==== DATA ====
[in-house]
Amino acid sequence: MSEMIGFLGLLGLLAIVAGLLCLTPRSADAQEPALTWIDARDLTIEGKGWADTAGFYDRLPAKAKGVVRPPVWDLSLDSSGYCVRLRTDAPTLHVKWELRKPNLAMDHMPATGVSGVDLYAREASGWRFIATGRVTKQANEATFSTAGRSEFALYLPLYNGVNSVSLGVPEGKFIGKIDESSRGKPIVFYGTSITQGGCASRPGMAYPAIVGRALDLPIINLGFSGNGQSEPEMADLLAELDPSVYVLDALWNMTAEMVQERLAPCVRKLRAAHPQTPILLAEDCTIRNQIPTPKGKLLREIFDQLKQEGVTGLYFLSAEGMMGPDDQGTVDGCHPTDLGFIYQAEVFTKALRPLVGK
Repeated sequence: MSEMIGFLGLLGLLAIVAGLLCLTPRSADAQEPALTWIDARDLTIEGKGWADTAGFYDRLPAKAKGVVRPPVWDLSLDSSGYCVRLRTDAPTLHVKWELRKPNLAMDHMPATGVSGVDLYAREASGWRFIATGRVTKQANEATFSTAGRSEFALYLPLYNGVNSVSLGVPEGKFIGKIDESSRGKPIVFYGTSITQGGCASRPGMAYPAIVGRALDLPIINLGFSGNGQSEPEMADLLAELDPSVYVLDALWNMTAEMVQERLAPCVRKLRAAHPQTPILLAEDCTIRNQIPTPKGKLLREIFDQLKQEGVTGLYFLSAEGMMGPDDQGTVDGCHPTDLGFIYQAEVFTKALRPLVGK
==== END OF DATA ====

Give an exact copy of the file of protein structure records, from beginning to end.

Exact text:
[in-house]
Amino acid sequence: MSEMIGFLGLLGLLAIVAGLLCLTPRSADAQEPALTWIDARDLTIEGKGWADTAGFYDRLPAKAKGVVRPPVWDLSLDSSGYCVRLRTDAPTLHVKWELRKPNLAMDHMPATGVSGVDLYAREASGWRFIATGRVTKQANEATFSTAGRSEFALYLPLYNGVNSVSLGVPEGKFIGKIDESSRGKPIVFYGTSITQGGCASRPGMAYPAIVGRALDLPIINLGFSGNGQSEPEMADLLAELDPSVYVLDALWNMTAEMVQERLAPCVRKLRAAHPQTPILLAEDCTIRNQIPTPKGKLLREIFDQLKQEGVTGLYFLSAEGMMGPDDQGTVDGCHPTDLGFIYQAEVFTKALRPLVGK
Repeated sequence: MSEMIGFLGLLGLLAIVAGLLCLTPRSADAQEPALTWIDARDLTIEGKGWADTAGFYDRLPAKAKGVVRPPVWDLSLDSSGYCVRLRTDAPTLHVKWELRKPNLAMDHMPATGVSGVDLYAREASGWRFIATGRVTKQANEATFSTAGRSEFALYLPLYNGVNSVSLGVPEGKFIGKIDESSRGKPIVFYGTSITQGGCASRPGMAYPAIVGRALDLPIINLGFSGNGQSEPEMADLLAELDPSVYVLDALWNMTAEMVQERLAPCVRKLRAAHPQTPILLAEDCTIRNQIPTPKGKLLREIFDQLKQEGVTGLYFLSAEGMMGPDDQGTVDGCHPTDLGFIYQAEVFTKALRPLVGK